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The Hidden Drawback of Consolidation

Internet trust and payment services company VeriSign, which picked up a number of customers and other assets from CyberCash last spring, is quietly moving former CyberCash clients to its own payment services operation.

But the transition plan apparently isn't so quiet to some of those affected by the move. For example, Jeff Breitner of Gatecom.com indicated via email that he was a little concerned and confused. VeriSign sent out an e-mail giving his ISP until Oct. 2 to migrate all existing CyberCash customers into VeriSign's Payflow-Pro.

And Breitner is not alone. The move underscores the downside of the era of consolidation that dot-com companies were forced to undergo in order to survive. Aside from all the layoffs and clashes in corporate culture, merger integrations have wreaked havoc on both vendors and customers alike.

Mountain View, Calif.-based VeriSign first announced its intentions to acquire the Cybercash assets out of bankruptcy last April. In a release, the company said it was acquiring CyberCash's North American payment services operations while First Data Merchant Services was acquiring the software side of the business.

VeriSign said then that it was "developing a plan to integrate CyberCash's payment services assets and customer base into its core payment services unit." And, at the time, VeriSign was quick to highlight the fact that the deal would double the number of its payment services customers, from 20,000 to 40,000. VeriSign's Payment Services allow online merchants to process a variety of payment types, including credit, debit and purchase cards, Internet checks and automated clearing house (ACH) transactions over the Internet.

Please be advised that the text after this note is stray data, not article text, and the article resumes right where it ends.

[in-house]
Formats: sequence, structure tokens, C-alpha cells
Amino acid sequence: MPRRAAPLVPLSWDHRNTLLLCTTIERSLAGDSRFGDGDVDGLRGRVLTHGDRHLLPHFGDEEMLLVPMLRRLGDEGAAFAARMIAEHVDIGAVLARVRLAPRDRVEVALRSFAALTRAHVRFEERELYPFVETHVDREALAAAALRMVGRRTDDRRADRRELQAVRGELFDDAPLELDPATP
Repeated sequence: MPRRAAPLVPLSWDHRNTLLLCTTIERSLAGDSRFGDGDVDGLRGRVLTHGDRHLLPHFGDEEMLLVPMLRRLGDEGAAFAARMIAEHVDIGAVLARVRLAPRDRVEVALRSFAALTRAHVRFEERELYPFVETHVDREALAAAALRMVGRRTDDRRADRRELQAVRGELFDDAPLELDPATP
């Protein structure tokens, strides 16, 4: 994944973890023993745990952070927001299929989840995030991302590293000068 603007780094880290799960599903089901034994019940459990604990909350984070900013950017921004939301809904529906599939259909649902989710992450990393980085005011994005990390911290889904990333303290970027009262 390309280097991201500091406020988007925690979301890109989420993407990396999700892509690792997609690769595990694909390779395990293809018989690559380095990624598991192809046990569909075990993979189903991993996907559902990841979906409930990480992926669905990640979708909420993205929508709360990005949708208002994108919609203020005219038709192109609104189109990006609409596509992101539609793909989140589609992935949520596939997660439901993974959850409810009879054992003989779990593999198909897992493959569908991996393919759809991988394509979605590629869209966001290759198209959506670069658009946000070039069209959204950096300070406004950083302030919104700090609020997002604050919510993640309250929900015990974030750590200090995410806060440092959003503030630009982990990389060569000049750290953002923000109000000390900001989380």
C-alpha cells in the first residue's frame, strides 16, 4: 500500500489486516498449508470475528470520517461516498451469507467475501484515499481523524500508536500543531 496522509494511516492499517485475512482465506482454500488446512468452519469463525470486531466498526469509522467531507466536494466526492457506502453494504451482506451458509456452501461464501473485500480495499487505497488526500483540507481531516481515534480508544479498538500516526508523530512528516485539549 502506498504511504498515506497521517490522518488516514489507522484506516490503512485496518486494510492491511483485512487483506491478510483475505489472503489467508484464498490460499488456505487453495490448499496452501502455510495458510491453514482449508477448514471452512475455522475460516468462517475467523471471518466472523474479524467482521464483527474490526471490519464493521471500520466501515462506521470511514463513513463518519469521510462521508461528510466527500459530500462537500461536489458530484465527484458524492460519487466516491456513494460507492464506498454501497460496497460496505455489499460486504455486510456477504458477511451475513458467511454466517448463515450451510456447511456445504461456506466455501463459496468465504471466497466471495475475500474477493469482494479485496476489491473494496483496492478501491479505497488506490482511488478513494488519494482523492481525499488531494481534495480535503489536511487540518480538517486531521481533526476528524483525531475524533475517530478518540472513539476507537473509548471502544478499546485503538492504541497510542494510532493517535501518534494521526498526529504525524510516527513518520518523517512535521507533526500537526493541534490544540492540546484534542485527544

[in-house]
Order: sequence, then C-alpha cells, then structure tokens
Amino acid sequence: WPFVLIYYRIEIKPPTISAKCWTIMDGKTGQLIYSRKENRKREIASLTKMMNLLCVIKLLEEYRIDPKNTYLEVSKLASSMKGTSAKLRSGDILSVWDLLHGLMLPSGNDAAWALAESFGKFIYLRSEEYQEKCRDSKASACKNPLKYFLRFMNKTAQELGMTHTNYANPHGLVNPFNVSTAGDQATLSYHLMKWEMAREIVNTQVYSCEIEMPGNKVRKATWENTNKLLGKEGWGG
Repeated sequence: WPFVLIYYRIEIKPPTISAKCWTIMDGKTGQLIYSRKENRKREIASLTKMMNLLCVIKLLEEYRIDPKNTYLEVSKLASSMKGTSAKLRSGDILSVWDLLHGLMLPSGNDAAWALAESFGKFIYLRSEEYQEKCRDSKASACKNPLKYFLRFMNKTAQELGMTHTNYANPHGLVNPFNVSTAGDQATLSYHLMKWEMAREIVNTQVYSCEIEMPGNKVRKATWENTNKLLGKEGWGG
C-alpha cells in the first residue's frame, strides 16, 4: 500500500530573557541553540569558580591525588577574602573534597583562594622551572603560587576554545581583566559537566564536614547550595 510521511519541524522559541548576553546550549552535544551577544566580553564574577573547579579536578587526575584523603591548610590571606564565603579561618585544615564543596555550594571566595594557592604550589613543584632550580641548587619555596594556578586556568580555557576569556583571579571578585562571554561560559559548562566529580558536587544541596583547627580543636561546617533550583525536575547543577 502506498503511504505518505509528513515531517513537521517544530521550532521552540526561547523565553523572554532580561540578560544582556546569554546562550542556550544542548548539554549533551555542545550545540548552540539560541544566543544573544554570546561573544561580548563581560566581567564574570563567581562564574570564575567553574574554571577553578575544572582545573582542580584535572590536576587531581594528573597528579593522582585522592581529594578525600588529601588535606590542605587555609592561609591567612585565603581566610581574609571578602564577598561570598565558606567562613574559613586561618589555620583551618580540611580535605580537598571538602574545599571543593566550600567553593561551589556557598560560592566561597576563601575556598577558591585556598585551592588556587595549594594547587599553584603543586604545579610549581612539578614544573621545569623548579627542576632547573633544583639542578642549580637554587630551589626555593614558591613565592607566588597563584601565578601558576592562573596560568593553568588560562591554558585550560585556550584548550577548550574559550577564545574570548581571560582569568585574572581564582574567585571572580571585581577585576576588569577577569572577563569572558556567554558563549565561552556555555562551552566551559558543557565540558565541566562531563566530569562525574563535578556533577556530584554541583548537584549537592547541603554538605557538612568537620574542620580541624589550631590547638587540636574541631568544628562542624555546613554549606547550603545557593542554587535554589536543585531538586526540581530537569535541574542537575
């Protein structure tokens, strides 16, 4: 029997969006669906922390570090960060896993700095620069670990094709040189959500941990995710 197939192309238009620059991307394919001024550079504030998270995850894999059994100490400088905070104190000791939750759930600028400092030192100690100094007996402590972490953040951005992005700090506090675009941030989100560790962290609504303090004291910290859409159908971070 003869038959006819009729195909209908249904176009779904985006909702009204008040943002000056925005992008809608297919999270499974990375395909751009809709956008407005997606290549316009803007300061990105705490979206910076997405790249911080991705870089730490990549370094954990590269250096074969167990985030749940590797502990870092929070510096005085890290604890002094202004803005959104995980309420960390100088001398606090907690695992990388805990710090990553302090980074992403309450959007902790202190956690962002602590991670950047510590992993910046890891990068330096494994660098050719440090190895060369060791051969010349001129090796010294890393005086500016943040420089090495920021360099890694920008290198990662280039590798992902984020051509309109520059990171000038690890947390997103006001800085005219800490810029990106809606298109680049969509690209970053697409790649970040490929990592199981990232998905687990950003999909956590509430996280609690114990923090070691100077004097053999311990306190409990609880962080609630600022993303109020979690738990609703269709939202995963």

But, not much had been heard of since then. That is, until now.

A former CyberCash customer close to the situation provided InteretNews.com with a copy of a recent e-mail from VeriSign, headlined "IMPORTANT CYBERCASH MIGRATION NOTICE."

The e-mail went on to say that "Our records show that you are currently registered to process payments through the CyberCash payment gateway. Your account is currently scheduled for migration to VeriSign's Payflow service on or after October 2, 2001."

"No changes are required to your merchant account, or your credit card processor/bank and we do not anticipate any significant changes to your Web site integration," the e-mail said.

One administrator affected told InternetNews.com that "it really should amount to just building a translation system for the various CyberCash commands to map them to VeriSign commands and then give people access to VeriSign's management interface."

However, the source added that "I never believe that totally, especially when they say 'should' instead of 'will' be."

Breitner later added that "I'm still concerned about the merchant administration screens because my customers are calling and are quite confused about what changes are necessary. I'm fairly certain that I'll have to give some form of tech support in helping them get acquainted."

Chris Wynne, general manager of VeriSign's payment services group, acknowledged that there have been some problems in making the transition.

"One of the problems we're coming cross is that larger ISPs and ASPs have enough staffing in-house to handle the transition, while smaller ones have fewer resources and something like this can be a little more painful," Wynne told InternetNews.com.

He said all partners and merchants have had at least the contractual two weeks notice, and more in many cases.

Asked why not just run both platforms, Wynne said that the CyberCash platform is older and while it was innovative at the time, it is not as up to date as the VeriSign technology, which "is a lot more secure and built on a more modern infrastructure."

"There is going to be some short-term pain, but we believe that there is going to be a tremendous amount of long-term benefit for our merchants and partners," Wynne said.

Meanwhile, Verisign continues to absorb the acquisition. On Tuesday, Reuters reported that it sold off the Indian unit of CyberCash to Tarang Software, an India start-up specializing in wireless and Internet software, for an undisclosed amount.